Operation of devices using GaAs MESFET and HFET technologies for driver amplifier applications above 0.5 W require biasing voltages above 8 V. Thus the use of these types of devices can sometimes be undesirable for designers constrained to +5 V regulators in their system. InGaP HBT devices resolve this problem by operating directly from a +5 V rail while offering designers high power-added efficiencies and linearity. In addition, HBT devices often are configured so that designers can set the amplifier bias to optimize Class A or Class AB operation.

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Figure 11. PAE vs. output power plot (½ watt devices).

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Figure 12. PAE vs. output power plot (1 W devices).

Although similar GaAs HBT technology has been available, reliability limitations have left the primary applications for GaAs HBTs to handsets. Components targeting wireless and wireline basestation infrastructure are often biased on constantly and must be orders of magnitude more reliable. Reliability engineers often define the characteristic as MTTF. Amplifiers having an MTTF exceeding 1 million hours (more than 100 years) at the maximum recommended operating case temperature are now available.

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Figure 13. PAE vs. output power plot (2 W devices).

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Figure 14. ACPR vs. Output Power Plot (½ Watt devices)

Although HBTs offer several advantages over other process technologies, designers must consider some trade-offs. Often, the optimal load impedance required for maximum linearity and compression is low. It can lead to configuring HBT amplifier output matching without the 14 dB minimum return loss designers often prefer. In addition, the low impedance limits HBT amplifiers to narrowband applications; designs typically are not ideal for bandwidths greater than 100 MHz. Moreover, HBTs have higher noise figures compared to GaAs MESFET and HFET technologies — although that is not a major concern for transmit power applications.

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Figure 15. ACPR vs. PAE Plot (½ watt devices)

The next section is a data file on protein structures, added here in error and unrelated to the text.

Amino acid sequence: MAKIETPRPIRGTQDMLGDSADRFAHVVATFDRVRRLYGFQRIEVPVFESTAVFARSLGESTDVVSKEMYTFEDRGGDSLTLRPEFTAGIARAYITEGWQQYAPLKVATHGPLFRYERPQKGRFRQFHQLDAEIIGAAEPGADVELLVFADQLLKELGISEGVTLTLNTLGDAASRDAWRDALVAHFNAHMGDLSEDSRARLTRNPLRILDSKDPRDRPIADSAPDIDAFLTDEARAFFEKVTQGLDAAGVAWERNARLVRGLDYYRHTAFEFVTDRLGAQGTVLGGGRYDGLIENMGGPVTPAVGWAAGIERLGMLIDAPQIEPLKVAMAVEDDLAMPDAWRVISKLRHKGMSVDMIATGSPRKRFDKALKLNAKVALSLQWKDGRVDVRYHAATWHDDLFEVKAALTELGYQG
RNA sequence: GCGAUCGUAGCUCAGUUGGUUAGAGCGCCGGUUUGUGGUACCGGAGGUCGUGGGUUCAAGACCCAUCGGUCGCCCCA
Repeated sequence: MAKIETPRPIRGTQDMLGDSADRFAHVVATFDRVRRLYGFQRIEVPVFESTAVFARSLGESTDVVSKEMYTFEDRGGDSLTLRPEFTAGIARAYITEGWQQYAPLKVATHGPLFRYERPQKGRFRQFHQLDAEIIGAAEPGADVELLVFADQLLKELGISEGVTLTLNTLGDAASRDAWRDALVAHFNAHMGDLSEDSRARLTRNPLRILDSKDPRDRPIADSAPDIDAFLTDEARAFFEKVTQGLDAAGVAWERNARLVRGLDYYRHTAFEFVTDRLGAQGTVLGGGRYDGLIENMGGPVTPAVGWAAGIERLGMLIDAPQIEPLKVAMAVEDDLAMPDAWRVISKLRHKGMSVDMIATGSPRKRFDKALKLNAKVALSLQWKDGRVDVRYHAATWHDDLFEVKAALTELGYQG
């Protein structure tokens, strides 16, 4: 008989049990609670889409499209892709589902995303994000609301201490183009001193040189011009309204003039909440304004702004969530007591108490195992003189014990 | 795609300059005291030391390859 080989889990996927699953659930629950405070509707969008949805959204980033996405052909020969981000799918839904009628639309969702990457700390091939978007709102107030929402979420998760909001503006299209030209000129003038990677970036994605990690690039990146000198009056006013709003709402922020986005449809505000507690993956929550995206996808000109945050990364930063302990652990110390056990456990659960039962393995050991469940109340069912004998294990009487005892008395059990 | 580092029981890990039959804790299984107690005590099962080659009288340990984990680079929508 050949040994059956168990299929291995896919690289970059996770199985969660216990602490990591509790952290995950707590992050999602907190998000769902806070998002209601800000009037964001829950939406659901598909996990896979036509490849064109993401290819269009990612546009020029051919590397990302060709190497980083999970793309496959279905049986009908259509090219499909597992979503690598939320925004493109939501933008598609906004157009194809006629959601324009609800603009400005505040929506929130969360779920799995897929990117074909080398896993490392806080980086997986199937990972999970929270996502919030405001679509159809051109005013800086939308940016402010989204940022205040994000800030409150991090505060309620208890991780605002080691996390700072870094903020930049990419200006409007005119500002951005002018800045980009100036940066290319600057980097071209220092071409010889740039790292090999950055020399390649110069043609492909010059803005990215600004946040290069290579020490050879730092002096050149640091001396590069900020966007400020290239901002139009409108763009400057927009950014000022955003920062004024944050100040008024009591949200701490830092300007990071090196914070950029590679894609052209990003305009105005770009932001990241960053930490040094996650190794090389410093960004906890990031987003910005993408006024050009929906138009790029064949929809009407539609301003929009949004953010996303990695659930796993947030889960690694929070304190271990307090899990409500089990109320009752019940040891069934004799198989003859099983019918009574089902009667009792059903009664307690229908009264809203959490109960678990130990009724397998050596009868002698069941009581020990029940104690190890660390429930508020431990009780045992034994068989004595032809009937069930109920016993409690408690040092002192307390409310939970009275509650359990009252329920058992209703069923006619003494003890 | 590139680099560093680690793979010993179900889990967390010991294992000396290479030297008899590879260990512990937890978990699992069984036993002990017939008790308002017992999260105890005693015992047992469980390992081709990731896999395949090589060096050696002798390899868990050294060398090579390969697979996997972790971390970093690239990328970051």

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Figure 16. ACPR vs. Output Power Plot (1 W devices)

Comparison of Devices From Various Process Technologies
The information presented discusses the benefits and trade-offs that GaAs MESFET, GaAs HFET and InGaP HBTs have to offer. With the understanding that designers have different requirements for their various applications, Figure 10 lists the RF and DC characteristics for 0.5 W devices configured for operation in the cellular band of 900 MHz. As discussed above and as shown in Figure 10, the major performance differences can be seen with the noise figure, OIP3 and P1dB efficiency values between GaAs MESFETs/HFETs and InGaP HBT devices.

Further performance plots for power-added efficiency vs. output power for 0.5, 1 and 2 W amplifiers are shown in Figures 11 to 13. The plots show that HFET and HBTs behave fairly similarly for efficiency, and MESFETs perform slightly worse.

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Figure 17. ACPR vs. PAE Plot (1 W devices)

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Figure 18. ACPR vs. Output Power Plot (2 W devices)
Finally, Figures 14 through 19 illustrate the true linearity performance for the amplifier used in a realistic system environment. ACPR performance using a standard IS-95A signal is examined in terms of output power and efficiency for various devices ranging in power from 0.5 to 2 W. Figure 14 shows that a designer must also take into account the targeted operating power level when looking for an amplifier with the highest linearity. The acceptable ACPR level within the system for the particular amplifier socket depends on the overall chain analysis. Based on these observations, note that the stated OIP3 values given on amplifiers may not always state true linearity characteristics of how the device performs in a true modulated signal environment.


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Figure 19. ACPR vs. PAE Plot (2 W devices)
RF designers have a multitude of options when choosing an RF amplifier. Many RF performance characteristics should be considered that extend past the gain, P1dB and OIP3 parameters typically shown on a datasheet. Modulated signal linearity performance and other subtle characteristics such as ease of use, bandwidth and cost competitiveness can also guide designers in making device and process technology decisions for driver amplifier applications.


About the Author
Tuan Nguyen is a senior field applications engineer at WJ Communications Inc., San Jose, CA. Email: The author would like to acknowledge the assistance of Rob Vondeisenroth for collecting much of the amplifier performance data presented in this article.

By Tuan Nguyen